Virtually unnoticed, since late 2001, Iran has held some of al Qaeda's most senior leaders. Several of these operatives, such as Yasin al-Suri, an al Qaeda facilitator, have moved recruits and money from the Middle East to central al Qaeda in Pakistan. Others, such as Saif al-Adel, an Egyptian that served as head of al Qaeda's security committee, and Abu Muhammad al-Masri, one of the masterminds of the 1998 U.S. embassy bombings in East Africa, have provided strategic and operational assistance to central al Qaeda. The Iranian government has held most of them under house arrest, limited their freedom of movement, and closely monitored their activities. Yet the organization's presence in Iran means that, contrary to optimistic assessments that have become the norm in Washington, al Qaeda's demise is not imminent.
Perhaps more disturbing, Iran appears willing to expand its limited relationship with al Qaeda. Just as with its other surrogate, Hezbollah, the country could turn to al Qaeda to mount a retaliation to any U.S. or Israeli attack. To be sure, the organization is no Iranian puppet. And the two have sometimes been antagonistic, as illustrated by al Qaeda in Iraq's recent attacks against Shias. But both share a hatred of the United States. U.S. policymakers should think twice about provoking a closer relationship between them and should draw greater public attention to Iran's limited, but still unacceptable, cooperation with al Qaeda.
Evidence of the Iranian-al Qaeda partnership abounds—and much of it is public. This past year, I culled through hundreds of documents from the Harmony database at West Point; perused hundreds more open-source and declassified documents, such as the U.S. Department of Treasury's sanctions against al Qaeda leaders in Iran; and interviewed government officials from the United States, Europe, the Middle East, and South Asia.
Through that research, the history of al Qaeda in Iran emerges as follows: over the past several years, al Qaeda has taken a beating in Iraq, Pakistan, Yemen, the Horn of Africa, and North Africa. In particular, an ongoing campaign of drone strikes has weakened—although not eliminated—al Qaeda's leadership cadre in Pakistan. But the group's outpost in Iran has remained almost untouched for the past decade. In late 2001, as the Taliban regime collapsed, most al Qaeda operatives fled Afghanistan. Many of the leaders, including Osama bin Laden and Ayman al-Zawahiri, bin Laden's deputy and future successor, headed for Pakistan. But some did not, choosing instead to go west. And Iran was apparently more than willing to accept them. Around October 2001, the government dispatched a delegation to Afghanistan to guarantee the safe travel of operatives and their families to Iran.
Initially, Iran's Quds Force—the division of the Revolutionary Guard Corps whose mission is to organize, train, equip, and finance foreign Islamic revolutionary movements—took the lead. Between 2001 and 2002, it helped transport several hundred al Qaeda-linked individuals. By 2002, al Qaeda had established in Iran its "management council," a body that bin Laden reportedly tasked with providing strategic support to the organization's leaders in Pakistan. Key members of the council included Adel, Sulayman Abu Ghayth, Abu al-Khayr al-Masri, Abu Muhammad al-Masri, and Abu Hafs al-Mauritani. All five remained influential over the next several years and retained close ties to bin Laden. Among the most active of the council, Adel even helped organize groups of fighters to overthrow Hamid Karzai's regime in Afghanistan and provided support for the May 2003 terrorist attacks in Riyadh.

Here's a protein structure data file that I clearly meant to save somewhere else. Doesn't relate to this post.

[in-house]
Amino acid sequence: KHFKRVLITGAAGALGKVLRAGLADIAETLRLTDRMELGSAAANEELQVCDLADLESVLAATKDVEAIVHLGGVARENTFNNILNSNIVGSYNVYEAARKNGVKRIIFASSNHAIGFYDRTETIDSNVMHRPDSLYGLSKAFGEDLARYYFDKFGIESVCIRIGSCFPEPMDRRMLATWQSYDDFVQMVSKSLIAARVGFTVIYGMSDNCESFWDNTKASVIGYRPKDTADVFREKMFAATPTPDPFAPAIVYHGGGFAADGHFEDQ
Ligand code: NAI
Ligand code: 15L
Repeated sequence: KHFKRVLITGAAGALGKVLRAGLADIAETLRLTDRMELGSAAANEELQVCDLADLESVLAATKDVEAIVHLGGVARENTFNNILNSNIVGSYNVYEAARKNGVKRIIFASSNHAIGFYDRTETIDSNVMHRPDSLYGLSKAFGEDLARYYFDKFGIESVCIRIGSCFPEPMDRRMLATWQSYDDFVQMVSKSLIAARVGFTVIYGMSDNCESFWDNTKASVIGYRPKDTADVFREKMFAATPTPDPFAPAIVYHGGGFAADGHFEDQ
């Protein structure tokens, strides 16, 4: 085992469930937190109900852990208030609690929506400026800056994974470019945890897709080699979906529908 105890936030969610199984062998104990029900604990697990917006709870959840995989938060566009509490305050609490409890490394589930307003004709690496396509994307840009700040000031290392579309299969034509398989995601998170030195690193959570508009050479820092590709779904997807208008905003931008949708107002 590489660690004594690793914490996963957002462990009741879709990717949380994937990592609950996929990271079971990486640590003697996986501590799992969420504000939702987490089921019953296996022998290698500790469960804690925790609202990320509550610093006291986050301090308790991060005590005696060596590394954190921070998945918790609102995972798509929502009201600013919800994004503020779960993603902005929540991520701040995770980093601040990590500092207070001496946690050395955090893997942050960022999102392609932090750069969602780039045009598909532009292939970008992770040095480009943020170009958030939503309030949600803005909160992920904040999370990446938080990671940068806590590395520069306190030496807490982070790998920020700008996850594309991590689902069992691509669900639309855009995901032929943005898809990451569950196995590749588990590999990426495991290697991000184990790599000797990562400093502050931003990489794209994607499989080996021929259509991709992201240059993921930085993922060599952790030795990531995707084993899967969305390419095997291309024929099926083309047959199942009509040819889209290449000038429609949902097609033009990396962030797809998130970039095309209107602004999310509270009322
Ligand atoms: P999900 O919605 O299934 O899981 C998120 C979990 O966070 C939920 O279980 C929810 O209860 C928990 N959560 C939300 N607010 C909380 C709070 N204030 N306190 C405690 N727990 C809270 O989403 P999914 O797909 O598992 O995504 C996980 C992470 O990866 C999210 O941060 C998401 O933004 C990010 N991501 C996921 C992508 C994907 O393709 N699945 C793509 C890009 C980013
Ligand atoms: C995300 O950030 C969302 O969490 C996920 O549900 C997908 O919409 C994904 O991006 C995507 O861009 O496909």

According to U.S. government officials involved in discussions with Iran, over time, the growing cadre of al Qaeda leaders on Iranian soil apparently triggered a debate among senior officials in Tehran. Some worried that the United States would eventually use the terrorist group's presence as a casus belli. Indeed, in late 2002 and early 2003, U.S. government officials held face-to-face discussions with Iranian officials demanding the regime deport al Qaeda leaders to their countries of origin. Iran refused, but around the same time, the country's Ministry of Intelligence took control of relations with the group. It set to work rounding up al Qaeda members and their families.
By early 2003, Tehran had detained all the members of the management council and their subordinates who remained in the country. It is not entirely clear what conditions were like for al Qaeda detainees. Some apparently suffered through harsh prison confinement, while others enjoyed informal house arrest with freedom to communicate, travel, and fundraise. Over the next several years, bin Laden, Zawahiri, and other leaders apparently sent messages to Tehran threatening to retaliate if al Qaeda personnel and members of bin Laden's family were not released. Iran did not comply. Bin Laden did not follow through....
The remainder of this commentary is available on foreignaffairs.com.
Seth G. Jones is Senior Political Scientist at RAND and author of Hunting in the Shadows: The Pursuit of al Qaeda Since 9/11. Between 2009 and 2011, he served at U.S. Special Operations Command, including as a Plans Officer and Senior Adviser to the Commanding General of U.S. Special Operations Forces in Afghanistan.
This commentary originally appeared on Foreign Affairs on January 29, 2012. Commentary gives RAND researchers a platform to convey insights based on their professional expertise and often on their peer-reviewed research and analysis.